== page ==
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Article
November 17, 1989

Differential Diagnosis of Acute MeningitisAn Analysis of the Predictive Value of Initial Observations

Author Affiliations

From the Divisions of Infectious Diseases (Drs Spanos and Durack) and Biometry (Dr Harrell), Duke University Medical Center, Durham, NC.

From the Divisions of Infectious Diseases (Drs Spanos and Durack) and Biometry (Dr Harrell), Duke University Medical Center, Durham, NC.

JAMA. 1989;262(19):2700-2707. doi:10.1001/jama.1989.03430190084036
Abstract

We analyzed data from the records of 422 patients with acute bacterial or viral meningitis. A cerebrospinal fluid (CSF) glucose level less than 1.9 mmol/L, a CSF-blood glucose ratio less than 0.23, a CSF protein level greater than 2.2 g/L, more than 2000 × 106/L CSF leukocytes, or more than 1180 × 106/L CSF polymorphonuclear leukocytes were individual predictors of bacterial infection with 99% certainty or better. Although any one of these tests could rule in bacterial meningitis with high probability, none could rule it out. To better predict whether a patient has bacterial vs viral infection, we developed a logistic multiple regression model using CSF-blood glucose ratio, total polymorphonuclear leukocyte count in CSF, age, and month of onset. This proved highly reliable when validated in an independent test sample, with an area under receiver operating characteristic curve of 0.97. The model should allow physicians to differentiate between acute viral and acute bacterial meningitis with greater accuracy.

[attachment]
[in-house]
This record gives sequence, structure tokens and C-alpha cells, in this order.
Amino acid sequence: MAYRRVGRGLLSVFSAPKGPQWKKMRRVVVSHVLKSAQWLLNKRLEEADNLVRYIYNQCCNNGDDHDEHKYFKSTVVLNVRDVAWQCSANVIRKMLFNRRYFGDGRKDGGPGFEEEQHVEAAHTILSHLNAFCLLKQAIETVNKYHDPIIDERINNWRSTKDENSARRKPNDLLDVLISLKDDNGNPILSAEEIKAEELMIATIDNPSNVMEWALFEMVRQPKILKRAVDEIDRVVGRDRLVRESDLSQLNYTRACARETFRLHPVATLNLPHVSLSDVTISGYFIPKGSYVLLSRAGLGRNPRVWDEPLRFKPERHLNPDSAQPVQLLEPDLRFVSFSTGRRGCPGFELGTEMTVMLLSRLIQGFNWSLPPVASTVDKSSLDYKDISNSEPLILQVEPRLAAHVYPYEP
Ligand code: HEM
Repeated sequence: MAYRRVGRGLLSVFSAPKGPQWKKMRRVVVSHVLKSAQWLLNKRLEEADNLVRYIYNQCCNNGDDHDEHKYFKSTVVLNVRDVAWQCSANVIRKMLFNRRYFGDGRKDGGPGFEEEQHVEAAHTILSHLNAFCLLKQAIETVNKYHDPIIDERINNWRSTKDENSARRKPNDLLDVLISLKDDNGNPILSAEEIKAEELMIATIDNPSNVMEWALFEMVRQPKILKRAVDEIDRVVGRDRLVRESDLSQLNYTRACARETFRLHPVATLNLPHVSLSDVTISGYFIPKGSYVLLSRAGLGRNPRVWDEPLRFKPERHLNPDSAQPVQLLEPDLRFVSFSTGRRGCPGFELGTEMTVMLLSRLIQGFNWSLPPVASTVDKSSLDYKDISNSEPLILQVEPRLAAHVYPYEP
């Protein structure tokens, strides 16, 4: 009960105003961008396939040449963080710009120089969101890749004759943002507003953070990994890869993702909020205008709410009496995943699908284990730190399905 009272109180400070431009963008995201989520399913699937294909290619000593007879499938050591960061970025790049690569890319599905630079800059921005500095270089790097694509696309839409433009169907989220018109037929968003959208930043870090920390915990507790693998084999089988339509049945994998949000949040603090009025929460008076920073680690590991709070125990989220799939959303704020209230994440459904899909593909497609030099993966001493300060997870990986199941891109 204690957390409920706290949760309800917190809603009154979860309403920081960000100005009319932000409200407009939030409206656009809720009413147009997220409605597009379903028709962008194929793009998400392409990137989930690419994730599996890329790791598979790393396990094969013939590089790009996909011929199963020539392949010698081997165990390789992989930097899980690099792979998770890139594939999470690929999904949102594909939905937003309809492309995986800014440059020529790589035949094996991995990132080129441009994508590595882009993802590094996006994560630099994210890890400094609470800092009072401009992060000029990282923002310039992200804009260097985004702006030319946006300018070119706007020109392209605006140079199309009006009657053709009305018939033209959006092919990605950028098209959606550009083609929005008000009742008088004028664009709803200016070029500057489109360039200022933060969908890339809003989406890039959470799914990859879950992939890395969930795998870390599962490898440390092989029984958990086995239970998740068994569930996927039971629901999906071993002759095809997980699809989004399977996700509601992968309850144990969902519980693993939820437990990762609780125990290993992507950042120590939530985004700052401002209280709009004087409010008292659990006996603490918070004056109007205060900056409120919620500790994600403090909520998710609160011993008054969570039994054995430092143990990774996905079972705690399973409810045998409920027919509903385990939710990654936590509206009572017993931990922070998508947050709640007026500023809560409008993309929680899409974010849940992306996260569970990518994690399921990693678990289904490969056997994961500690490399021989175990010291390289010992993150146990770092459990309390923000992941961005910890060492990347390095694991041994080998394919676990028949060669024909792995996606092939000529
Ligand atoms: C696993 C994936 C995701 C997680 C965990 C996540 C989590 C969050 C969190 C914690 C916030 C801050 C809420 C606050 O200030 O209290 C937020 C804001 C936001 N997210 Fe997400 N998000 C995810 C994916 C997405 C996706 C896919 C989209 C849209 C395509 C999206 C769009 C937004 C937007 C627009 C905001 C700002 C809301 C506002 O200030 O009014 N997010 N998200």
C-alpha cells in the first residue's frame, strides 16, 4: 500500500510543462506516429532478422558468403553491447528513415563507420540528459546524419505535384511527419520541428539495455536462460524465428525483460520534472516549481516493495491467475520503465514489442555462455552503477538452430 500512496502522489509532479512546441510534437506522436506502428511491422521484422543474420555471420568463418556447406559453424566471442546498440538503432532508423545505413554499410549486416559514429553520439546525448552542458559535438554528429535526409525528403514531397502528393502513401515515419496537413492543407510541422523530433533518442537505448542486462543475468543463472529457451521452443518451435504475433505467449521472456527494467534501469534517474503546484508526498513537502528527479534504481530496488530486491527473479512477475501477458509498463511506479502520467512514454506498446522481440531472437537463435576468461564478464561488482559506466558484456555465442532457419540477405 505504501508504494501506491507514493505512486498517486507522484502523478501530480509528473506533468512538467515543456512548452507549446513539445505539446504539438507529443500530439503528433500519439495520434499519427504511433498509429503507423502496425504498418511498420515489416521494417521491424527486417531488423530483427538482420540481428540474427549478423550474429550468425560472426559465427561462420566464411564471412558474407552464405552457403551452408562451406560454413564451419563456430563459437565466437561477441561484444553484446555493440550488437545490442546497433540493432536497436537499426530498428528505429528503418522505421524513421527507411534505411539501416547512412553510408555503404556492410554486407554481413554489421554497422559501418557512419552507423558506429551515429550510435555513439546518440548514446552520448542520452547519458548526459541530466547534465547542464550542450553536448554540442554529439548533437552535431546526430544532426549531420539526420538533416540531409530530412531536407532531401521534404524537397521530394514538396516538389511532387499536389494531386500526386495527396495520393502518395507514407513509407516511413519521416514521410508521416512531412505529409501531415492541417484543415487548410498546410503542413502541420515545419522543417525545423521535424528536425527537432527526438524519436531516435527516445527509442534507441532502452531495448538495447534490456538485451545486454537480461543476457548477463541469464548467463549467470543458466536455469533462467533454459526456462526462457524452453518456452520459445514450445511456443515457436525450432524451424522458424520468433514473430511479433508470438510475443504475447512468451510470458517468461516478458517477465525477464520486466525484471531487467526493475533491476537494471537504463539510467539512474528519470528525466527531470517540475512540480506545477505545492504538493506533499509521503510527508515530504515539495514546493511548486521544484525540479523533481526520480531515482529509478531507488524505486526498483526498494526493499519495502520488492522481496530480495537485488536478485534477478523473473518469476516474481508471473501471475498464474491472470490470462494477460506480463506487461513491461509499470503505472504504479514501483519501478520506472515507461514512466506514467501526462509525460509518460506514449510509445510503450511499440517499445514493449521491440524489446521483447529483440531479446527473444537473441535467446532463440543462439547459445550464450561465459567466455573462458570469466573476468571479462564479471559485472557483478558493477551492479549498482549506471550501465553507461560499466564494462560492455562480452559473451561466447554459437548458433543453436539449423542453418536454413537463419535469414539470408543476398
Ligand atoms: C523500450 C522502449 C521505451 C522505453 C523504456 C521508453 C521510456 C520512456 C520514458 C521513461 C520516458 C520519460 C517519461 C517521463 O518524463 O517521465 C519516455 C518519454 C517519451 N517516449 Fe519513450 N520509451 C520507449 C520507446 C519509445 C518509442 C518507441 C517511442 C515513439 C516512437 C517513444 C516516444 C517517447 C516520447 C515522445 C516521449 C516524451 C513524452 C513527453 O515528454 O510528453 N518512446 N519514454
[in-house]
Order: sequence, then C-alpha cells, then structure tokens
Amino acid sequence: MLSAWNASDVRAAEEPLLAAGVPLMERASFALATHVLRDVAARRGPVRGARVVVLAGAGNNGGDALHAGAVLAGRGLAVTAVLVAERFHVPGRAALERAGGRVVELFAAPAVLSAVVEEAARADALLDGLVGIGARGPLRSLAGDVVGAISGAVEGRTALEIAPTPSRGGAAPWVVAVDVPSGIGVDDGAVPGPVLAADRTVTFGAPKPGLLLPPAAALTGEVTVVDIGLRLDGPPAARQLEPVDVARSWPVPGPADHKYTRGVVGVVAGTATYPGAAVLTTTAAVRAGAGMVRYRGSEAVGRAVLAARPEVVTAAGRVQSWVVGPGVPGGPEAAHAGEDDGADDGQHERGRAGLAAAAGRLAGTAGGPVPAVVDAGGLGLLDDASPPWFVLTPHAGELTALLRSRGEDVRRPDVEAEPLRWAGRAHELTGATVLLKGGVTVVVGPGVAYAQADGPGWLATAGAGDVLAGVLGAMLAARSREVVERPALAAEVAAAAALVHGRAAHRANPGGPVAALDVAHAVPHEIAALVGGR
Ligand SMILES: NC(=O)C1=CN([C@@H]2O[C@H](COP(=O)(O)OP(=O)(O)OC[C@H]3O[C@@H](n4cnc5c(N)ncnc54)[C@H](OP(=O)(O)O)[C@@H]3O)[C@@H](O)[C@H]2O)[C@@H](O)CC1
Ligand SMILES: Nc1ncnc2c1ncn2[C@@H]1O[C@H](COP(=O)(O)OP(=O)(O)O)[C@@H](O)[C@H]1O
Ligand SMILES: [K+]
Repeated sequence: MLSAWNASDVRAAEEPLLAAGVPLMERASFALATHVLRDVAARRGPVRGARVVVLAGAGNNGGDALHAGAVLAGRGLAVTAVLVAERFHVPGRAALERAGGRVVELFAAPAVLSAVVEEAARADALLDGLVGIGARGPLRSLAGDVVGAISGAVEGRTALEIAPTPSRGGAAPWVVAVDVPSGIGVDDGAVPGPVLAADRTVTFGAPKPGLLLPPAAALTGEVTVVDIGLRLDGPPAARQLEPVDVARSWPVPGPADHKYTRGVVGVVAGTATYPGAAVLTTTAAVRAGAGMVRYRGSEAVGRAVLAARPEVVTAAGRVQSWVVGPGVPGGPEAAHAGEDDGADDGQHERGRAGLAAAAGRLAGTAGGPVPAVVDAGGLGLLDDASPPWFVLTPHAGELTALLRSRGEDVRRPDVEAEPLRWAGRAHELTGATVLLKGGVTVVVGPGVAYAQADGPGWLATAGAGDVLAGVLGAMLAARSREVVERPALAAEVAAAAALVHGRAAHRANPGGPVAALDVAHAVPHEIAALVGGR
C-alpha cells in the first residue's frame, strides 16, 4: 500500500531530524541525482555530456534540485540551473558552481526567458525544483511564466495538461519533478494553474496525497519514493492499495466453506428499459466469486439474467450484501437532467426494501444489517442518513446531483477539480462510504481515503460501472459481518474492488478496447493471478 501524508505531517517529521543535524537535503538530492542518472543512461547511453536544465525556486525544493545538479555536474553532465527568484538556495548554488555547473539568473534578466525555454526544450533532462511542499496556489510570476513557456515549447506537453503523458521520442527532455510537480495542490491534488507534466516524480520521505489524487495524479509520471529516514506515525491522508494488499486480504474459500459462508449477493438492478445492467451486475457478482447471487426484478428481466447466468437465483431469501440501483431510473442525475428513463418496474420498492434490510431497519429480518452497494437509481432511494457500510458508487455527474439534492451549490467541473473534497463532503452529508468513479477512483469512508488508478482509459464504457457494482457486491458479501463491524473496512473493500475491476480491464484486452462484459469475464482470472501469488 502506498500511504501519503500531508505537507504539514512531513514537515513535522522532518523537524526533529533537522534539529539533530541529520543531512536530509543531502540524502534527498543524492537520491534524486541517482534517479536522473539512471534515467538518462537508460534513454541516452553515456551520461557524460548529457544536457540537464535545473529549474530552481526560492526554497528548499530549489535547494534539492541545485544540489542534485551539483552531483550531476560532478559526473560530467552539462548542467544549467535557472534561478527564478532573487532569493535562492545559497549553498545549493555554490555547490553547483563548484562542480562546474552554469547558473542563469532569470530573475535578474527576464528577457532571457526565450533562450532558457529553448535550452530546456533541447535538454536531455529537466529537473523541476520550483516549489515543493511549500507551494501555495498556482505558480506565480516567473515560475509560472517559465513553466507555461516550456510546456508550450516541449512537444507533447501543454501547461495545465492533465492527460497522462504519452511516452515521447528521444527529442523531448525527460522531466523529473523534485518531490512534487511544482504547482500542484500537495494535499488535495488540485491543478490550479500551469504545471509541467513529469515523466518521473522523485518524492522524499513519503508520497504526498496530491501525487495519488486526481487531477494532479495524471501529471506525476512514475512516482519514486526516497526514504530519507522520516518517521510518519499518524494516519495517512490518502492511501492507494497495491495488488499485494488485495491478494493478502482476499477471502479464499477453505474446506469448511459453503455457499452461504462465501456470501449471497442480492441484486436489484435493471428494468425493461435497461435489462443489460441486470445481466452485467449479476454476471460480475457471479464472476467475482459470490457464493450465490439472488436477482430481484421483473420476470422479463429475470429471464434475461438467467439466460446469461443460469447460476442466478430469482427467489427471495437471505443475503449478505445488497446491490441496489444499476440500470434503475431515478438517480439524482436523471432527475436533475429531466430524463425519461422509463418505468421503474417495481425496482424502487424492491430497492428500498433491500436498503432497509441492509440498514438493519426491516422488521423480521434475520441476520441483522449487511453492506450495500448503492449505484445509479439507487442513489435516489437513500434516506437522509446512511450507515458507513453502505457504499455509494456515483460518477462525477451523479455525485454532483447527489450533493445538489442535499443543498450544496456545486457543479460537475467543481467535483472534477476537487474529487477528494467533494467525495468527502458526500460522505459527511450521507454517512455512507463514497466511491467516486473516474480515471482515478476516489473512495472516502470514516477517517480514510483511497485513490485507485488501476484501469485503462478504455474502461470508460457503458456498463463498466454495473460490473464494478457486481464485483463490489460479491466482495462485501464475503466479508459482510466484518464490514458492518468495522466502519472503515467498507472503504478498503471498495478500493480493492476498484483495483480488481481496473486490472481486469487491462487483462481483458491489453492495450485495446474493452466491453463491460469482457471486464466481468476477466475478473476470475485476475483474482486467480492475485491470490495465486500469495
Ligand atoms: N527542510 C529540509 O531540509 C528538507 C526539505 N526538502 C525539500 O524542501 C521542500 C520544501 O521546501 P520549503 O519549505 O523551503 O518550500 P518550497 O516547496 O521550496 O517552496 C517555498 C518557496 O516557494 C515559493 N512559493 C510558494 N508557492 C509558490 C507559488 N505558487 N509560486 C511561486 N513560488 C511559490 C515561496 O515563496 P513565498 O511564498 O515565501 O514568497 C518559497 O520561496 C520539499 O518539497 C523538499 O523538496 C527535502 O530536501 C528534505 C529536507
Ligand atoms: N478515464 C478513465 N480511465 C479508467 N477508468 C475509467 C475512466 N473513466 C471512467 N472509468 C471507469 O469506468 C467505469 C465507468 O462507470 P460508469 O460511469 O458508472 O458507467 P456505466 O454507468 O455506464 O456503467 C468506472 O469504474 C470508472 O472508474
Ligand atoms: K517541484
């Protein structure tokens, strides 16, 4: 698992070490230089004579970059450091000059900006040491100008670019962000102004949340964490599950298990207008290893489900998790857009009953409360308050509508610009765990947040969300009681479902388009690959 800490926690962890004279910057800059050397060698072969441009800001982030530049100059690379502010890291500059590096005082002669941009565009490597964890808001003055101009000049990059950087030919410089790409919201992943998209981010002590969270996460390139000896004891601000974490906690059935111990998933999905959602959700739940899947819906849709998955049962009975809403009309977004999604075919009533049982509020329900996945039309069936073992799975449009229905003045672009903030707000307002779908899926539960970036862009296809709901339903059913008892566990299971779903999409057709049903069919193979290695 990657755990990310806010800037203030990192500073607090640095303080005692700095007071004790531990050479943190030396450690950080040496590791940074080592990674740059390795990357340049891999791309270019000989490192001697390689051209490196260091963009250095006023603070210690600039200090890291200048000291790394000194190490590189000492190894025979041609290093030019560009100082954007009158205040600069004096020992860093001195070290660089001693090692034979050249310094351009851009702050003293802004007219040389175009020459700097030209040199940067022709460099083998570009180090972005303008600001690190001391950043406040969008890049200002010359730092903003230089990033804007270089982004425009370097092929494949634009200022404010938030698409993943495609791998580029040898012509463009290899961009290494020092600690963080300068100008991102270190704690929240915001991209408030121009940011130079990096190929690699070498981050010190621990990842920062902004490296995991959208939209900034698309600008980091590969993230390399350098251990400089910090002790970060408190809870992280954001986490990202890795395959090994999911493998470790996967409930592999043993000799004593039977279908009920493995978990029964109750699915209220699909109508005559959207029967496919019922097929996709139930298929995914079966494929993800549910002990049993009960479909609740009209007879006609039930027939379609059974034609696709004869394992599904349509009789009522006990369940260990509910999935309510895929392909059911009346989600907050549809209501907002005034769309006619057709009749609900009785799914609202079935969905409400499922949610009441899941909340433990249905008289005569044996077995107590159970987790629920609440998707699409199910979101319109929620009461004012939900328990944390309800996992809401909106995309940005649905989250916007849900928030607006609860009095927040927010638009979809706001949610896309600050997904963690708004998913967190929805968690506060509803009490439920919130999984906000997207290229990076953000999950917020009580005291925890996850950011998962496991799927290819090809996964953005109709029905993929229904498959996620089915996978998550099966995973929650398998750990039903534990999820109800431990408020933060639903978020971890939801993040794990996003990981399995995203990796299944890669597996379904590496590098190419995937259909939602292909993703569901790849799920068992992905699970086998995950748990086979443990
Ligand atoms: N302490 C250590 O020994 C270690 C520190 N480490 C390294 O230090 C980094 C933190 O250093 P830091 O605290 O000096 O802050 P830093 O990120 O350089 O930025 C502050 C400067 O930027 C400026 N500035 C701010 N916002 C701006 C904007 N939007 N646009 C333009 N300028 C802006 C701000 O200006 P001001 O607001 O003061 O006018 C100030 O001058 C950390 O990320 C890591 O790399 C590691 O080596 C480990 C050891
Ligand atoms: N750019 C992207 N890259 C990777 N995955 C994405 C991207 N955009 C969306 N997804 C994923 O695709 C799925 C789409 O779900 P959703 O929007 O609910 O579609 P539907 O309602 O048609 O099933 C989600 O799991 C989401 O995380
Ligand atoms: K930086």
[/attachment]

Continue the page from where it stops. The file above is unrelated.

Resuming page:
(JAMA. 1989;262:2700-2707)

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